Monday, July 20, 2020

Onion Progress


The onions have started to bulb up, which is always exciting!



This year I only planted 2 varieties, which happened to be the only long day varieties that I could get my hands on at Baker Creek Seeds - Wethersfield and Stuttgarter.  While I grew Wethersfield last year, Stuttgarter is a new-to-me variety.


Wethersfield in the foreground with Stuttgarter in the back

I always like to grow both red and white varieties, even though the white ones tend to store just a bit better.  I actually have a few from last years harvest still in the basement and they are firm and haven't started to sprout yet....seriously!

This year, I goofed on the number of seeds that I sowed and ended up short.  Since I wasn't going to be able to fill up the bed with the number of seedlings I grew, I decided to experiment a bit with spacing.  Most of the bed is at the normal 4" spacing but a couple of rows were more spaced out.  Spacing onions further apart is supposed to give you larger bulbs but, so far, I don't see much difference.


You can see the difference in spacing between
the onions planted on the left vs. the right.

And lastly, also in the onion bed are the Golden shallots planted last year.  Our wild and wacky weather this year resulted in something new on that side of the bed - every single clump bolted:



If my bed wasn't netted to keep out the leek moths,
the pollinators would have at least enjoyed the shallot blooms.

This has happened in the past to the occasional clump but never the entire lot.   It's not a huge issue, however, as usually only one bulb per clump forms a flower stalk and ends up having a woody core.  The rest of the bulbs should be fine, although they will probably be on the small side.  We'll have to wait and see.

“Enjoy the little things, for one day you may look back and realize they were the big things” ~~ Robert Brault

8 comments:

  1. One way or another, the weather always manages to throw a curve ball. I've never tried growing onions but, if I expand the grouping of half barrels I installed in our front garden this summer, maybe I'll try that. Do critters bother your onion crop? My tomatoes are getting gnawed by rats...

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    1. The only issues I've had with onions are leek moths (their larva drill into the onion which either ruins them or reduces how long they store). Otherwise, they are critter free ...although we did have some sort of critter tear the bed netting to pieces early in the season, but I guess they were disappointed that there were no tasty treat underneath. Thankfully, the onion seedlings recovered from their trampling.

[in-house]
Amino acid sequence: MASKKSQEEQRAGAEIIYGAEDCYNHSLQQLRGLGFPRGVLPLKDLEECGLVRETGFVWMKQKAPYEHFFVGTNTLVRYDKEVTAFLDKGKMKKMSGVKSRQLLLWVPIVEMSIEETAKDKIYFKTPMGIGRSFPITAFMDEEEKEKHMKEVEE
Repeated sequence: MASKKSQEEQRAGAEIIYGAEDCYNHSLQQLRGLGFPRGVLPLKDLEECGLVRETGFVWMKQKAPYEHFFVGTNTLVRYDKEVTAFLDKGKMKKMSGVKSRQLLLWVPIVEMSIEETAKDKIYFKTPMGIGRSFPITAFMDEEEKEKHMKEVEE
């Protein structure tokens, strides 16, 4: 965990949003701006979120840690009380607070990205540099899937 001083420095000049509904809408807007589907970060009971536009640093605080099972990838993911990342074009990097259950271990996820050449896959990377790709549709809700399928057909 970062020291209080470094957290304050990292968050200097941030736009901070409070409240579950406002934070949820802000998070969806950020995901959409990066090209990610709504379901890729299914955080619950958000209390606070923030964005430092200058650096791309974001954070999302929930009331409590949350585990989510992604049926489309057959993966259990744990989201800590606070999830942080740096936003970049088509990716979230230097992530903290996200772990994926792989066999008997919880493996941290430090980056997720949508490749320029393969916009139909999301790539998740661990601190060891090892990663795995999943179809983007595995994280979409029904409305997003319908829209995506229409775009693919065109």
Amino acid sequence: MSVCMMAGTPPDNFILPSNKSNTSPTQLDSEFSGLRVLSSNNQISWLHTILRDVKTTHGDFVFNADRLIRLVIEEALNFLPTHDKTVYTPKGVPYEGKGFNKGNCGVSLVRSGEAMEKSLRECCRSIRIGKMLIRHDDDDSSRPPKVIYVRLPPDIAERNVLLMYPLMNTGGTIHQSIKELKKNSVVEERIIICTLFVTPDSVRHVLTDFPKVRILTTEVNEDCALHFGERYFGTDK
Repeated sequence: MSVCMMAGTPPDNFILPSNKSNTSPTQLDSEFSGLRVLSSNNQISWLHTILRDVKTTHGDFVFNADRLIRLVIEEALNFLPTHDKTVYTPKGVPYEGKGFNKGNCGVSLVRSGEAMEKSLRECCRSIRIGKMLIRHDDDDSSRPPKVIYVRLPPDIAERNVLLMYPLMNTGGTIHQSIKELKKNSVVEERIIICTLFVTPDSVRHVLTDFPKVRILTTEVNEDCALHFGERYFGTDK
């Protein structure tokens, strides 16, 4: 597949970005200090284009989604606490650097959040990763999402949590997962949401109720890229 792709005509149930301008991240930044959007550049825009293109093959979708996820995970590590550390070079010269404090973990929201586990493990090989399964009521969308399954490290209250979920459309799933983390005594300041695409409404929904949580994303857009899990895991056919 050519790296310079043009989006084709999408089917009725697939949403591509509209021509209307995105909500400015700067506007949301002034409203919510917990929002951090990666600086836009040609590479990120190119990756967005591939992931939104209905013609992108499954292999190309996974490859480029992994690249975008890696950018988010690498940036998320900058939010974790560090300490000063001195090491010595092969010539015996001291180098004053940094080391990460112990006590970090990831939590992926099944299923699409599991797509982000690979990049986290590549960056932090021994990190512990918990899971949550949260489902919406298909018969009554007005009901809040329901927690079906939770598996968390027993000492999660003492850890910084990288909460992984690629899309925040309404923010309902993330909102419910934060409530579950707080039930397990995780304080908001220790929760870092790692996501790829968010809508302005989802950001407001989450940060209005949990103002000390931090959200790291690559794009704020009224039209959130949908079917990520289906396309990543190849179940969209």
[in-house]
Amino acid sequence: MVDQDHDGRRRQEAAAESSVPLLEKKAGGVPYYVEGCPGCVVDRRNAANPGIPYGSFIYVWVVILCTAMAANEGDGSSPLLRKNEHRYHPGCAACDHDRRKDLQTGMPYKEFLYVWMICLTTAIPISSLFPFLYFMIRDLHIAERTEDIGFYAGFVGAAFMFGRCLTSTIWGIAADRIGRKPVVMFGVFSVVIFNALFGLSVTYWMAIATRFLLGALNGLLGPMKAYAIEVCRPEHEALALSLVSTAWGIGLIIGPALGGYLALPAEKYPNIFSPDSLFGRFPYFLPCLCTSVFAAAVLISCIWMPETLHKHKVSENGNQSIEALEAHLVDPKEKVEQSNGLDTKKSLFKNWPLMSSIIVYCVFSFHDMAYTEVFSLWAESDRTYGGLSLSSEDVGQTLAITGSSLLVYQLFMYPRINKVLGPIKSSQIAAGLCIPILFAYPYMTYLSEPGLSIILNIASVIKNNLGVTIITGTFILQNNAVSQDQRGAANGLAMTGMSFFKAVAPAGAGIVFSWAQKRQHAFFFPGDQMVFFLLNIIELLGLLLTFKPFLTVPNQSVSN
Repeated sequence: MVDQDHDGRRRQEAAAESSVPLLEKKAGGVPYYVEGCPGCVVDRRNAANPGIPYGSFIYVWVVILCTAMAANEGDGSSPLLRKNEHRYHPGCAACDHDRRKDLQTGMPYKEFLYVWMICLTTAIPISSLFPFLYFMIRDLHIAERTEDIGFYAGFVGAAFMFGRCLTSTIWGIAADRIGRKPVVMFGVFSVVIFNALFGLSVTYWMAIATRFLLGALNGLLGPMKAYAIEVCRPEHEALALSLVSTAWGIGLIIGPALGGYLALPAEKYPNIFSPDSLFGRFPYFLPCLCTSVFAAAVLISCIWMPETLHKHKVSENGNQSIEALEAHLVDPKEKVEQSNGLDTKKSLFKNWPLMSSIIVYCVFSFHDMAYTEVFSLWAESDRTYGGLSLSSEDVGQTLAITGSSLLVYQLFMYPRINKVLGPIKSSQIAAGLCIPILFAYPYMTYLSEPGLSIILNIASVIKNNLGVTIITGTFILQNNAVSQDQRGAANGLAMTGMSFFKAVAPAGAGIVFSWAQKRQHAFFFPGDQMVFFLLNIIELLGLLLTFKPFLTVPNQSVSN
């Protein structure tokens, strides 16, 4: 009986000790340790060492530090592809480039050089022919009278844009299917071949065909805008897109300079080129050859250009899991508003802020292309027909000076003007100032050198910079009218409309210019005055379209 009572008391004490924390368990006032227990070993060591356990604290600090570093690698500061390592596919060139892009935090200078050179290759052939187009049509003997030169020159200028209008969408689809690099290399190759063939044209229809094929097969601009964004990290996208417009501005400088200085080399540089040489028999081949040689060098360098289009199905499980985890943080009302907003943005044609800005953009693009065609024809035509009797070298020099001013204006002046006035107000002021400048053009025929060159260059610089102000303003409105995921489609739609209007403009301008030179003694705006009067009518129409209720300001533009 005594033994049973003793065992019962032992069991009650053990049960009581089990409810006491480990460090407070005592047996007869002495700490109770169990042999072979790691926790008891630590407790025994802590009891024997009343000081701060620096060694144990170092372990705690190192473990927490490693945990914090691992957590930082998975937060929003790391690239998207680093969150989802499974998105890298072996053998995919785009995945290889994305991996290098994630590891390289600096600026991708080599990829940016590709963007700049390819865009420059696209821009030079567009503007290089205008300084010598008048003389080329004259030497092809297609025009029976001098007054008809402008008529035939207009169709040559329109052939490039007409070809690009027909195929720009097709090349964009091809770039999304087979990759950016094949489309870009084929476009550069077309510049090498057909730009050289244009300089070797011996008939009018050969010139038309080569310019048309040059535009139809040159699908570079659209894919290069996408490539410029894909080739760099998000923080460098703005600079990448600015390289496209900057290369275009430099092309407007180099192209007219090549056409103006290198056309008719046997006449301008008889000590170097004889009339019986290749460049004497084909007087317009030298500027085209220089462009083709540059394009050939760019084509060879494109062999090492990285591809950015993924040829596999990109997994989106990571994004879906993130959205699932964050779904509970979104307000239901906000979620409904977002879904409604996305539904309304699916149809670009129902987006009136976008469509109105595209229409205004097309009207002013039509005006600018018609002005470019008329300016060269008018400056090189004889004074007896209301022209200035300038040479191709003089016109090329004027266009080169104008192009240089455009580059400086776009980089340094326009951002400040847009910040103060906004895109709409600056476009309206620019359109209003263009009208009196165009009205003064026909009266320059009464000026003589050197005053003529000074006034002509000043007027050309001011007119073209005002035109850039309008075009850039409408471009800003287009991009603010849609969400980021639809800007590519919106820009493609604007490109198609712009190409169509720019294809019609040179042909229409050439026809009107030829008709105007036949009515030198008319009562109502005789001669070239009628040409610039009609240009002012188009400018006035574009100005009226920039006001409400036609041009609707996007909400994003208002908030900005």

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  2. Onions are one of the things which really amaze me, such tiny seeds produce nothing more than a blade of grass, and then the bulbs swell as they do. Nature really is astounding.

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  3. I agree, it is exciting to see the onions start to bulb. Do you let all your onions mature or do you use them young? I alway plant extras to use as spring onions, the whole thing is edible including the greens. I love them grilled.

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    1. I had planned on doing that (planting extras for spring onions) but ran short. I decided to grow some Tokyo Long White bunching onions that I had seed for stashed in the freezer. They came up pretty well, although they are still rather small as I sowed them directly into the bed in May. I'll have to try your grilling suggestion - sounds delicious!

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  4. We have two onion beds planted a couple of days apart. One is doing well and the other really struggling. No idea why. We always find that red onions do less well than the other varieties.

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  5. Do you find a taste difference between the onions you grow and the store-bought? This year I snuck a couple of cherry tomato vines in the bed with the jackmanii clematis - still waiting for the first fruit to ripen!

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    1. I don't find much of a difference in taste; I love growing them as they are so much fun and, as with other veg grown from seed, there are dozens of different varieties to try in all shapes, sizes and colours. One difference I do find is how well they store. I still have a few in the basement that are nice and firm. Our current crop will be harvested in another month or so but the onions have bulbed up enough that I could harvest a fresh one if I needed to. Yum to your cherry tomatoes! I'm sure those first few won't make it to the kitchen :)

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